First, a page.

Last year, I backed up a project called Bug Industries on Kickstarter, project that ended up missing its goal, but gave me an idea for an Agile based card game. I pulled some paper cards and board markers, started brainstorming using the Munchkin rules and so Scrumkin was born.
Although the game drifted quite far from the original Munchkin rules, the name remained ("Very bad practices" is the current alternative).
What is Scrumkin?
Scrumkin is a visciously fun card game where you deal the best and worse software and management practices for fun and profit.
Each player represents a different Scrum team in an almost non-dysfunctional company. Even though they work on the same project, the players are not really working together on that new "Mammoth" product supposed to bring the company to the "next level". The teams share the common goal of delivering this revolutionary product on time, on budget, with top notch quality and the complete scope (that's not an iron triangle anymore), but if one player could be more on time than the others, it would be better for his/her career... that's our winner.
The players will thus invest on practices to boost their team, while trying to slow down their opponents as visciously as they can... by throwing micro-managers at them, removing the coffee machine or forcing them to outsource their staff.
How did that come to be?
The first picked my MATHEMA colleague's brains during our internal conference (almost exactly a year ago). Back then half of the cards were still hand written. I got tremendous feedback from there, and the first printed version emerged (see below).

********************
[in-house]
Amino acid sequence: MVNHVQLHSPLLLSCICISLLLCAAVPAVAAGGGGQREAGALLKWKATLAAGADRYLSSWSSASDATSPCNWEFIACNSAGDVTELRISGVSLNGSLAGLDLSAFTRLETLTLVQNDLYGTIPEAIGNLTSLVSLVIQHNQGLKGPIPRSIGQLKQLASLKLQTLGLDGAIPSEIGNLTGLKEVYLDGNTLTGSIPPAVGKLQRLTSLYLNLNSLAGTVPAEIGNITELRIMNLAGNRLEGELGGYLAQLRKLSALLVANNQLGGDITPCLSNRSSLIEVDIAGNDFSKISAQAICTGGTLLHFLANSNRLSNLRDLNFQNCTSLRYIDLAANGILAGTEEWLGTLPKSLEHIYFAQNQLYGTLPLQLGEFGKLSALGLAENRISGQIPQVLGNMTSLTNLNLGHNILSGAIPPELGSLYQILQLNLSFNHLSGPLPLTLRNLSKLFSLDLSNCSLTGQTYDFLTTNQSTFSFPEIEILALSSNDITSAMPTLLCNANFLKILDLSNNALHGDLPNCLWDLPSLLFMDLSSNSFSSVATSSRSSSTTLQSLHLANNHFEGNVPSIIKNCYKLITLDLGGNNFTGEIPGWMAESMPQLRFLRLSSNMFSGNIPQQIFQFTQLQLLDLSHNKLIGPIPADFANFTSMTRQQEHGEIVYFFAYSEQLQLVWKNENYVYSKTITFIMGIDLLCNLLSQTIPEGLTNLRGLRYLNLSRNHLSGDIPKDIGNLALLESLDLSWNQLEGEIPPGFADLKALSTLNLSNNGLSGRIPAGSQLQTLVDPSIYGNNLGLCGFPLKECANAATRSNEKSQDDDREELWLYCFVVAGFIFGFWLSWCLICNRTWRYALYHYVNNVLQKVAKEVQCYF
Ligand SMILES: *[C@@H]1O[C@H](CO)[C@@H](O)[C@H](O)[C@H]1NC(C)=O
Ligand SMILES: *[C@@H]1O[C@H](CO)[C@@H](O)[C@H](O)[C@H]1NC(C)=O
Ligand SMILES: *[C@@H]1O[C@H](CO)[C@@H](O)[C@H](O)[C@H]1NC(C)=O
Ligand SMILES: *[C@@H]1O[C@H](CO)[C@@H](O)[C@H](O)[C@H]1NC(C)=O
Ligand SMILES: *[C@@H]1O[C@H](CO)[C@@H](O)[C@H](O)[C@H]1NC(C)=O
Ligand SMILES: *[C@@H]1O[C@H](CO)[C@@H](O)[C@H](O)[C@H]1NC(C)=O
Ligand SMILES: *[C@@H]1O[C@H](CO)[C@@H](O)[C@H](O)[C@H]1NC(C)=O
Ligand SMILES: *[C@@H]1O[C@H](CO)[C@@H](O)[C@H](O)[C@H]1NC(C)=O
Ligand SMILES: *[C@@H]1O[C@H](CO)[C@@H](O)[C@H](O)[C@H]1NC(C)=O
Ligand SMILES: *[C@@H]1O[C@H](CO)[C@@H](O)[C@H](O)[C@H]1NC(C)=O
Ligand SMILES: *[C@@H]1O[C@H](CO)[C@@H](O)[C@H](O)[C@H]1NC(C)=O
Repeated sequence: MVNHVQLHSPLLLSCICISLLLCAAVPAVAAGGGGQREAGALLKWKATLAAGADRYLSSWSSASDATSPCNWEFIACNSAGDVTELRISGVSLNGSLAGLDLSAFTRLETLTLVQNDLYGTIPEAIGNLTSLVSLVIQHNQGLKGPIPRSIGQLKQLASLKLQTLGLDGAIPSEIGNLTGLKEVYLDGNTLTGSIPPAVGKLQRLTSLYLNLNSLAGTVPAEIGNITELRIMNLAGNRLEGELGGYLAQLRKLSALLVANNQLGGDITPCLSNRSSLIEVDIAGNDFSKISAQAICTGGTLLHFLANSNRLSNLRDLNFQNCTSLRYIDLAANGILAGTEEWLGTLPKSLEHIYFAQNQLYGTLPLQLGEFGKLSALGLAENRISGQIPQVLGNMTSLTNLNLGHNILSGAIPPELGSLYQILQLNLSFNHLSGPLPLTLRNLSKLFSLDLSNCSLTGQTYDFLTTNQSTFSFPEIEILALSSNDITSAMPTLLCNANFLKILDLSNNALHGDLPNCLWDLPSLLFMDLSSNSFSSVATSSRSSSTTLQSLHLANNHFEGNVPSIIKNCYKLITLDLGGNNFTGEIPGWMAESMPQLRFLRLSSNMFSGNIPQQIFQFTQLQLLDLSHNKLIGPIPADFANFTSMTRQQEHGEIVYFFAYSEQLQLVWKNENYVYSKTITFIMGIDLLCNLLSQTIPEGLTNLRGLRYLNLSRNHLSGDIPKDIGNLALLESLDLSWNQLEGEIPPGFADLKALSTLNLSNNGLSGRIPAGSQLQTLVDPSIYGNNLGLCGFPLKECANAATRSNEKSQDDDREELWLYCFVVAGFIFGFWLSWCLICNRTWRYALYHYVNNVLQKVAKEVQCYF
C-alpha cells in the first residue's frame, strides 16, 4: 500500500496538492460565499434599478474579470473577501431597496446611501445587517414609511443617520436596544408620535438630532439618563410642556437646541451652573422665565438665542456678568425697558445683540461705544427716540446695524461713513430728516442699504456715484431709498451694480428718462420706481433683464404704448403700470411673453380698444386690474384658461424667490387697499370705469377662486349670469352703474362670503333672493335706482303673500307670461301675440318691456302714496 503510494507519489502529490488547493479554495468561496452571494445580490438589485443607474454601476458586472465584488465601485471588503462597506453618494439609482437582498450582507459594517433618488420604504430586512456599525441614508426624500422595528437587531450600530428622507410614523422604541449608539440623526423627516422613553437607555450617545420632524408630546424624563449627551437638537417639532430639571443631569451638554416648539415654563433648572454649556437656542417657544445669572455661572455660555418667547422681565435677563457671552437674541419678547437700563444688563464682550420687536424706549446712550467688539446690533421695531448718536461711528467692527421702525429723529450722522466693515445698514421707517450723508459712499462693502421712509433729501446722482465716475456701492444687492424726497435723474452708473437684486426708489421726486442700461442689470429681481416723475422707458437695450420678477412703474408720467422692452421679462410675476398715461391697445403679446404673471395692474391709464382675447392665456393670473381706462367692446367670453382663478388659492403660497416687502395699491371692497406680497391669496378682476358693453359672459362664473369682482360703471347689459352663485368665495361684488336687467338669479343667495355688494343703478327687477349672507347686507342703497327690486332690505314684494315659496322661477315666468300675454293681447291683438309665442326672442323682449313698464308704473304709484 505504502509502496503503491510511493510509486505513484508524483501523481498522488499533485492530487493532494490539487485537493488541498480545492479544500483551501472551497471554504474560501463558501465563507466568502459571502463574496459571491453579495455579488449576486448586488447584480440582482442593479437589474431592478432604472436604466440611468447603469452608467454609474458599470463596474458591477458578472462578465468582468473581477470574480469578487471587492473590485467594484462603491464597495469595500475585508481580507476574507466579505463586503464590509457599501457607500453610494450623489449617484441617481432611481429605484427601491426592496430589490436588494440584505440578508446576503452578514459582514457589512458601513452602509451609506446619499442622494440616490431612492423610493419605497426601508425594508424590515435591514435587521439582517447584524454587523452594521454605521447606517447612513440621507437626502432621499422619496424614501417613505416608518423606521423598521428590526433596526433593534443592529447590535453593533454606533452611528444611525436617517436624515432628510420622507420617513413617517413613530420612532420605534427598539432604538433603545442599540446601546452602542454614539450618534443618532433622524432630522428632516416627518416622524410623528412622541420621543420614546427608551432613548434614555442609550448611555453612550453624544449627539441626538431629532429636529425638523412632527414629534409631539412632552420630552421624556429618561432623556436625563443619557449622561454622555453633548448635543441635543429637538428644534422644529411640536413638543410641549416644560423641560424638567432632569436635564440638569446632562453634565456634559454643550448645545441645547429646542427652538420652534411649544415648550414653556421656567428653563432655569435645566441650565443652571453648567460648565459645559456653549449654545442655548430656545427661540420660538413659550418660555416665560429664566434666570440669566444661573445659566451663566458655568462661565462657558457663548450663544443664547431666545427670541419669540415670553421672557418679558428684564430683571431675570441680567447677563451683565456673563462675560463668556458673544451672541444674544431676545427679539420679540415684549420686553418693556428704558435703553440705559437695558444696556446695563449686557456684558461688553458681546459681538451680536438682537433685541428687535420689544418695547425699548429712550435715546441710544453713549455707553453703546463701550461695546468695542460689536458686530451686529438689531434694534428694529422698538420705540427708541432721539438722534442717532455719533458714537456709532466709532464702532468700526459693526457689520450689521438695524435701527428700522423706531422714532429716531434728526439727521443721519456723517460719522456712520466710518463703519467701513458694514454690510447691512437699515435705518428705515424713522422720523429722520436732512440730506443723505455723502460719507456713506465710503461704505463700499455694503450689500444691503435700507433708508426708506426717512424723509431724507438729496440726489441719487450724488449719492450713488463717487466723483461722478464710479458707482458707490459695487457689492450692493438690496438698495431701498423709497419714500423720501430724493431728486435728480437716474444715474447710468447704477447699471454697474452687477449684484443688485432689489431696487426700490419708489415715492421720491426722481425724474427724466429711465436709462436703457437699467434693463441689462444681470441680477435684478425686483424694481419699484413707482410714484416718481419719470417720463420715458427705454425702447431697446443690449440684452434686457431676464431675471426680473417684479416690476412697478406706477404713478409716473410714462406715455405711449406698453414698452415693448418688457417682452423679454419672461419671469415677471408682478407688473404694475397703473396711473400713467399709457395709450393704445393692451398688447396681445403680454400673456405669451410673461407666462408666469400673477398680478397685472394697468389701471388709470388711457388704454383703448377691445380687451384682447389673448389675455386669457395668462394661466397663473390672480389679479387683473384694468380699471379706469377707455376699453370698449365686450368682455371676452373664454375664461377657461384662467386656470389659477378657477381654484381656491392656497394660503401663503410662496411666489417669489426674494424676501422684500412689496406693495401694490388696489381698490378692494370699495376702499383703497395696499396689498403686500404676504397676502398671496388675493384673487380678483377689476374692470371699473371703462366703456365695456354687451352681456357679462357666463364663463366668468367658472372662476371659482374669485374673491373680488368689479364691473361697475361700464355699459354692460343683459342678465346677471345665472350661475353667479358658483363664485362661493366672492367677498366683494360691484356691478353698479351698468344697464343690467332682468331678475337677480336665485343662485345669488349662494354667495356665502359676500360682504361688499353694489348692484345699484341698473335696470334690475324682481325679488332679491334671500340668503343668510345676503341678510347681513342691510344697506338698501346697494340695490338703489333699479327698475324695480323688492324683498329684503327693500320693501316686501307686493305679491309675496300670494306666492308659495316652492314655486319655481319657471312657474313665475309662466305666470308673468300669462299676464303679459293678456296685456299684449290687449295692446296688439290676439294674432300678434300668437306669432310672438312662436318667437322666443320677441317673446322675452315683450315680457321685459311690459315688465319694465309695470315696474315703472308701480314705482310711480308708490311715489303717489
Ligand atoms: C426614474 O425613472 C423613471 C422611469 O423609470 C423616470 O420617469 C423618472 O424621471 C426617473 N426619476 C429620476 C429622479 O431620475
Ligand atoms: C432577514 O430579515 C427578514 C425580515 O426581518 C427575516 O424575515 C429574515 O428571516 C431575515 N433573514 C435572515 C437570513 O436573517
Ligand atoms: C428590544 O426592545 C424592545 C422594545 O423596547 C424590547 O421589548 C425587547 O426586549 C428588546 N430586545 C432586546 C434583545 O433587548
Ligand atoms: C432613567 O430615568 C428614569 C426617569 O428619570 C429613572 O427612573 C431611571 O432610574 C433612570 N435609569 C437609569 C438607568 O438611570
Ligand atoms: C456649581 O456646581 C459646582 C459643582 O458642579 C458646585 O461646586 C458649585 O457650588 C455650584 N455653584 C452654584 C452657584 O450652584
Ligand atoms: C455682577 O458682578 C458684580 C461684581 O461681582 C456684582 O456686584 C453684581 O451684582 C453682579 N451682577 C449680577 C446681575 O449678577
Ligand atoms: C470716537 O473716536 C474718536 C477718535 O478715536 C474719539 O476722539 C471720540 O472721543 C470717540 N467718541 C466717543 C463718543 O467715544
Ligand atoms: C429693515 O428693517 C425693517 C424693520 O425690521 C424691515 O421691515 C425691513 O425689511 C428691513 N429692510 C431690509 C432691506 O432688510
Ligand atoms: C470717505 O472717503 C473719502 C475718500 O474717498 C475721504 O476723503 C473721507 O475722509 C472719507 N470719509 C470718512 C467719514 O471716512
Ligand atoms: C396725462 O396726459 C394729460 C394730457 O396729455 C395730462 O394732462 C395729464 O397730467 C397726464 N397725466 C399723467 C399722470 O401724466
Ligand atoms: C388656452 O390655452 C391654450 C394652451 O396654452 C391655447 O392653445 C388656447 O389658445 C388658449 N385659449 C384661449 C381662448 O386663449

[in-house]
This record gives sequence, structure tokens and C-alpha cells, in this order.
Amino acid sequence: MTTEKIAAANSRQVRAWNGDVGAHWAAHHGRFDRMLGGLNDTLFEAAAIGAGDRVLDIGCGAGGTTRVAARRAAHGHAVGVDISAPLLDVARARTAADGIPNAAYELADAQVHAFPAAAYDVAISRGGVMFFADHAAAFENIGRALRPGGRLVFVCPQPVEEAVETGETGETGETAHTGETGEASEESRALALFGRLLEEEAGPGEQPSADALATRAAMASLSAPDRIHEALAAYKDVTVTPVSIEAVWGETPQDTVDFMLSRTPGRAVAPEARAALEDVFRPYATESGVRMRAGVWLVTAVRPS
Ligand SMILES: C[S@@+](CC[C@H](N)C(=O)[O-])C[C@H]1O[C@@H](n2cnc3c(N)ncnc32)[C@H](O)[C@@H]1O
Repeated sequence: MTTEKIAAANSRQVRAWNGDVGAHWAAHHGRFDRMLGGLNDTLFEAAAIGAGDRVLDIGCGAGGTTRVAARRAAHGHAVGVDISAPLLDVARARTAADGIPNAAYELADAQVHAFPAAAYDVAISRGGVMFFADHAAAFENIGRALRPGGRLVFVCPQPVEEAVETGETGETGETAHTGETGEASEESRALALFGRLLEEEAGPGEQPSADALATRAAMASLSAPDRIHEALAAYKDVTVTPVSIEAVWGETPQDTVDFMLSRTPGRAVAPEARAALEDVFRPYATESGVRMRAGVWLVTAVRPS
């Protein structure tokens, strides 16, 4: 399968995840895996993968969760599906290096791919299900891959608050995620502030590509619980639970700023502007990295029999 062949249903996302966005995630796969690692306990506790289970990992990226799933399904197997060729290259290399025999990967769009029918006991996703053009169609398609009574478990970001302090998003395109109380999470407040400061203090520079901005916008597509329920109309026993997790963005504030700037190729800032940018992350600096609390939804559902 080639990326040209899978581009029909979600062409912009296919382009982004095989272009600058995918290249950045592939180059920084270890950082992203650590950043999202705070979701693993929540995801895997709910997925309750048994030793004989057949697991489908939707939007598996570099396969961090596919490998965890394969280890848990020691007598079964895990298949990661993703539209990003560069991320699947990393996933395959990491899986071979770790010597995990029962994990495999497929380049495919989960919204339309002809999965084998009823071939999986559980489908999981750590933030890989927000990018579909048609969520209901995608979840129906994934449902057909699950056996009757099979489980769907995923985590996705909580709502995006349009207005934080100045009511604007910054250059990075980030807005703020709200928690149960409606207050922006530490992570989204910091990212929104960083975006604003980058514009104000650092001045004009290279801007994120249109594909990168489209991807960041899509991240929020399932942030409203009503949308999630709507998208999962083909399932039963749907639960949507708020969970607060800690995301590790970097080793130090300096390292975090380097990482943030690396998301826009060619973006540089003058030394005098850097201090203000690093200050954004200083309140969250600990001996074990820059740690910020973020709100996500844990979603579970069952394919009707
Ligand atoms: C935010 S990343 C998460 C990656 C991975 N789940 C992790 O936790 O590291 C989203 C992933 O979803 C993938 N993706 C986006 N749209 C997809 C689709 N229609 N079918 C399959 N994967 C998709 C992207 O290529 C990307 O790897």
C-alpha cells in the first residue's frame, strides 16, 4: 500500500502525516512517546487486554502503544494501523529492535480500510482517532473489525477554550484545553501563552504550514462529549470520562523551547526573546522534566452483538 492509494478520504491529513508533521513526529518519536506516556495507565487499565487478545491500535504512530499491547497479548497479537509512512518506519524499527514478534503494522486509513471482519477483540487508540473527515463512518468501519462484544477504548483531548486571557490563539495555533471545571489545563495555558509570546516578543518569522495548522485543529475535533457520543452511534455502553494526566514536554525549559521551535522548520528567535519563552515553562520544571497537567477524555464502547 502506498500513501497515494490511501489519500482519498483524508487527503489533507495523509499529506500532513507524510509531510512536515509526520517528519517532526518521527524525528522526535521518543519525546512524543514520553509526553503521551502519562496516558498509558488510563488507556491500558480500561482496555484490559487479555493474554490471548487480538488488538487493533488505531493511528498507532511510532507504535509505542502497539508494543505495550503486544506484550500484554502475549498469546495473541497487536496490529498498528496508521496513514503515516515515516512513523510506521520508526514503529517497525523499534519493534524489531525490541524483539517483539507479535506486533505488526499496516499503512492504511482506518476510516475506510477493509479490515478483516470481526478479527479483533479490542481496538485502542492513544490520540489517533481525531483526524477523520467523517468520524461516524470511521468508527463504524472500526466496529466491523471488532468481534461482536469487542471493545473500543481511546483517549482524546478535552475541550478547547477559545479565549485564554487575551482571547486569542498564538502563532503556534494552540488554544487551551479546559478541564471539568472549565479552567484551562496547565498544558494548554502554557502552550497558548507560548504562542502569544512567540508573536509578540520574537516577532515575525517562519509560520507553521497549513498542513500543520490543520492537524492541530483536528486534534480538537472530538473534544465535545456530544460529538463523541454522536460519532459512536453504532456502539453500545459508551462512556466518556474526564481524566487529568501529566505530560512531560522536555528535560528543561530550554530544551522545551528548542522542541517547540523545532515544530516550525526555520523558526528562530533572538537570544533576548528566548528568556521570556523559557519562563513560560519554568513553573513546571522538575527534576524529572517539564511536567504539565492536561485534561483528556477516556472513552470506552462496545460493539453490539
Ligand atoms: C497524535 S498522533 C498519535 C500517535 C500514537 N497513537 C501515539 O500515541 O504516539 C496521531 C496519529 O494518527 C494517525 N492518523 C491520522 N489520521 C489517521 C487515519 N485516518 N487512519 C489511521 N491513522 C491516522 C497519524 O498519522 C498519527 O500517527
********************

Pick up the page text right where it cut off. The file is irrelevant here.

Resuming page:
Then I found some guinea pigs to indulge it upon... and they seemed to have fun with it ;)
Then I took it with me at two conferences, the Manage-Agile in Berlin and the Play4Agile unconference to play some more. I created a custom set with some LEGOs.
The feedback of this last round was so good, that I decided to push it live. Here are the PDFs for self printing:
You can find it all on github with the complete rule book, as well as the whole framework I used (in Ruby) to modify the game if you want to. The game is shared under the CreativeCommon-Attribution-NonCommercial-ShareAlike 4.0 International license.
I'm really looking forward to your feedback!
In a year, the design has evolved quite a bit. Here are some of the designs I created.
Version 0.0.1. You had to turn the cards around to know which value is the current one.
Version 0.0.2. Better, but the colors were not really helping.
Version 0.0.3. Then we realized the bubbles on the right hand side is counter-intuitive.
Version 0.0.4. An attempt at doing a "scrum-like" design with sticky notes.
Version 0.1 (current):